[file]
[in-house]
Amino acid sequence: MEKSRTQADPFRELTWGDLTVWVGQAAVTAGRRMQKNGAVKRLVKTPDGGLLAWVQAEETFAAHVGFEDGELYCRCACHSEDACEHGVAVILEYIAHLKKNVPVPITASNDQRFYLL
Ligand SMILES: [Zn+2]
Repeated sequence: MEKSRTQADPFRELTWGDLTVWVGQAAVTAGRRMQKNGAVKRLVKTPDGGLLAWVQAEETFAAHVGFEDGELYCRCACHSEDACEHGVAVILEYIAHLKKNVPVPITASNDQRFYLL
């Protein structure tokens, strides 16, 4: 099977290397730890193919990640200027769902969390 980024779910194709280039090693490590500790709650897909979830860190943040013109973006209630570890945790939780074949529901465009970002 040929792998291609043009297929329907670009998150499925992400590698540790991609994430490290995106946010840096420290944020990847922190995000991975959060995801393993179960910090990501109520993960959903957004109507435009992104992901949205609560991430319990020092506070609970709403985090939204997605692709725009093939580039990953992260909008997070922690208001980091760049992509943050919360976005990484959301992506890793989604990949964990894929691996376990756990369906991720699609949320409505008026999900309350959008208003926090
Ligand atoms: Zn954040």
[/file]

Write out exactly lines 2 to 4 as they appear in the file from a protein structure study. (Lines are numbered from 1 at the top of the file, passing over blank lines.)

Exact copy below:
Amino acid sequence: MEKSRTQADPFRELTWGDLTVWVGQAAVTAGRRMQKNGAVKRLVKTPDGGLLAWVQAEETFAAHVGFEDGELYCRCACHSEDACEHGVAVILEYIAHLKKNVPVPITASNDQRFYLL
Ligand SMILES: [Zn+2]
Repeated sequence: MEKSRTQADPFRELTWGDLTVWVGQAAVTAGRRMQKNGAVKRLVKTPDGGLLAWVQAEETFAAHVGFEDGELYCRCACHSEDACEHGVAVILEYIAHLKKNVPVPITASNDQRFYLL